HEARTBREAK MADE ME REALISE I HAD GENERALISED ANXIETY DISORDER. THE ONLY WAY TO CONTROL IT IS TO TALK ABOUT IT – MR.MEN TALK # 2
Posted on 07 August 2019
My name is John Cowley. I’m 34, and a watchmaker by trade. I’ve recently gone through a very eye-opening experience. One which I believe has challenged my well-being. I was unlucky enough to go through a break-up that I believe got me to question my own identity, personality, my mental health and my outlook on what it means to be a man. Yes, it was one of those intense, heart-breaking situations, but it was also an experience that taught me about myself. When I saw the opportunity to share my experience with Mr Men’s, I also saw an opportunity to contribute to my own healing and maybe even help someone who may be going through a similar situation I moved to Melbourne in October 2017, from sunny Brisbane. I had been in a long-term relationship for about seven years, but we wanted different things in life. She wanted a family and children and I never did at the time. Ultimately, we both decided to move on. For me, that meant moving cities due to career limitations in Brisbane. I was offered work in Melbourne, and so I packed the car, left the family and friends– and headed straight for Melbourne. As soon as I arrived and settled in, I put my head down with work. Eventually, I threw myself into dating again.
My relationship and Breakdown
As some stories go, I happened to meet a remarkable woman who knocked my socks off. She had a three-year-old daughter from a previous relationship. When we met, she was battling with her ex for custody over their daughter. To me, there was just something about the woman, so I took that on, willingly – and very much surprised and enjoyed myself, being a part of this little family unit. After a few of the happiest months of my life dating this woman, she went to trial, and ultimately lost custody of her daughter. Although she wasn’t mine, I was devastated to say the least. I still can’t imagine how she must have felt. We stayed together through it at first, but as you can imagine, it wasn’t the same. I took on quite a lot to be as supportive of her as possible; and available whenever she needed. The stress and heartbreak led to the start of a long slew of arguments. Understandably, despite me trying to be there for her, she began pushing me away.
In early September 2018, she insisted I start dating again. I, however, remained available and was always there whenever she needed help, but as far as the relationship was concerned, romantically, it was over. I got so engrossed in trying to be there as much as I could for my ex, not even realising that it took so much out of me, mentally and emotionally. Not so much having to be there for her – I would have done anything for her. More so, the feeling of loneliness that came from it. I tried venting to loved ones, yet all I got was: “I’m appreciative of the situation, but she wasn’t your daughter. You didn’t know your girlfriend that long. Just move on”. That wasn’t helpful to me – to just get up and move on. At the time I wanted to hear that I was doing the right thing. I wanted to hear that things were going to be ok and that there was still hope. Ideally, I wanted to hear those things from her, even though that wasn’t fair. So, this whole time she was supporting her daughter, I was supporting her – but no one was supporting me. At the time I didn’t even think I needed it, to be honest. I wasn’t going through it. She was.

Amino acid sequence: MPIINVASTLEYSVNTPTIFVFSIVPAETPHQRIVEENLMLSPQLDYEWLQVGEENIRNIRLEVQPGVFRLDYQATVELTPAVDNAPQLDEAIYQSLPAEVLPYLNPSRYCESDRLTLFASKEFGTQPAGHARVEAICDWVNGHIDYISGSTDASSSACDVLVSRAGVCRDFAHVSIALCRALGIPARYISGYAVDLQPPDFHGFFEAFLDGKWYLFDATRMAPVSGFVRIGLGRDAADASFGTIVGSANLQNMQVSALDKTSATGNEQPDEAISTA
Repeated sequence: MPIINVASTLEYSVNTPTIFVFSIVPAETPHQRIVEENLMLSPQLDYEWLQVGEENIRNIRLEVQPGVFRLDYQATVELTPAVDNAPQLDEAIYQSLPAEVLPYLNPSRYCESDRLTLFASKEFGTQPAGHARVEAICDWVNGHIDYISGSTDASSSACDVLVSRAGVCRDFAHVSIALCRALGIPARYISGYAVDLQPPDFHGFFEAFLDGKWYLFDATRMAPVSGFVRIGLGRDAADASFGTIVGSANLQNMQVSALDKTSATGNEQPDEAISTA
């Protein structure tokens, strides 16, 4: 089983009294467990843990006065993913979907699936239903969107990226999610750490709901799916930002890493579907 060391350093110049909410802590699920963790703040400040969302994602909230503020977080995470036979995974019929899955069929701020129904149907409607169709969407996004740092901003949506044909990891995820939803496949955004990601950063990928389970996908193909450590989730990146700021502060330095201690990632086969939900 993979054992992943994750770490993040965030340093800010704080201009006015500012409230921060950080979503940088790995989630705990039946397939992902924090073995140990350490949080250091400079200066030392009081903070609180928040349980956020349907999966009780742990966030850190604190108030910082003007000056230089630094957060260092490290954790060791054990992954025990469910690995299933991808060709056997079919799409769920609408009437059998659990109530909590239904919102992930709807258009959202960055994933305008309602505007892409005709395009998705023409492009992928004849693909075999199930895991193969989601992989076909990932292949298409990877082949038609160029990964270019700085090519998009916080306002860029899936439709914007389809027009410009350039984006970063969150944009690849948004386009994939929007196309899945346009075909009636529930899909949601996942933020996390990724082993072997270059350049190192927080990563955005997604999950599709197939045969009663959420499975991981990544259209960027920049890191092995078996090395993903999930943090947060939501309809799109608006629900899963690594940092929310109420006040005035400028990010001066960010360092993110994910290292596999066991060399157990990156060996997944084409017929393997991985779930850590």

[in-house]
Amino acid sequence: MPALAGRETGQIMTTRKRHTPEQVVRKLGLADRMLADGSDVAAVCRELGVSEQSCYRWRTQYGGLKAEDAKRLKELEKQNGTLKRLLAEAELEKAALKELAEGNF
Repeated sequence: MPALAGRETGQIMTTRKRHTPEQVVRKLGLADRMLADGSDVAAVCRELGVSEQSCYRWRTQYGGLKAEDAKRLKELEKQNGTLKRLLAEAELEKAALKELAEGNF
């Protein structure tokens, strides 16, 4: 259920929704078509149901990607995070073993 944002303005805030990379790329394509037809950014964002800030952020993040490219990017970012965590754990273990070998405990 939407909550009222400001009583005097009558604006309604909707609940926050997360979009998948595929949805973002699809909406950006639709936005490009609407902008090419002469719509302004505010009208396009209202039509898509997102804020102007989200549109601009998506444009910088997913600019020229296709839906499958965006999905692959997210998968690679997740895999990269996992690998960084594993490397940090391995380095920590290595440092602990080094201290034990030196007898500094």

Helplessness, Loss of Control and Anxiety
I couldn’t admit to myself that I was supporting a lost cause. I would have done anything to fix it, yet there was nothing that could be done to make it all better. That’s where the panic attacks and overwhelming emotions started. There was a time when we got into an argument – the worst argument I think I’ve ever had in my life. After which, I got an adrenaline rush and started shaking. I felt sick and started vomiting. It took me about half an hour of sitting in my car until I could even begin to calm down. We’d said harsh and hurtful things to each other and the idea that these things were said made me overwhelmingly guilty. It’s like I’d built everything up and took it out on her, she didn’t deserve it. That was the first time in this situation where I didn’t just have an anxiety attack but was fully overcome with anxiety. I said things I shouldn’t have and there was no coming back from that. I couldn’t stop thinking about it.
That feeling of panic started happening more often than I would have liked. On another occasion, I thought I saw her on the tram and completely panicked. All I could think of was just to run. Next stop I was off the tram. I couldn’t face seeing her. It was because the woman I thought was her was with another man. That thought just took over and made me run. I walked away in a textbook panic/anxiety attack state. Sweaty palms, shaking hands, heart pounding. I had no idea what it was. I didn’t even know that part of having an overwhelming feeling of anxiety is that your mind almost plays tricks on you like that. The most difficult thing was recognising that. Whether your anxieties are justified and tangible, or if they’re just insecurities manifesting within your mind.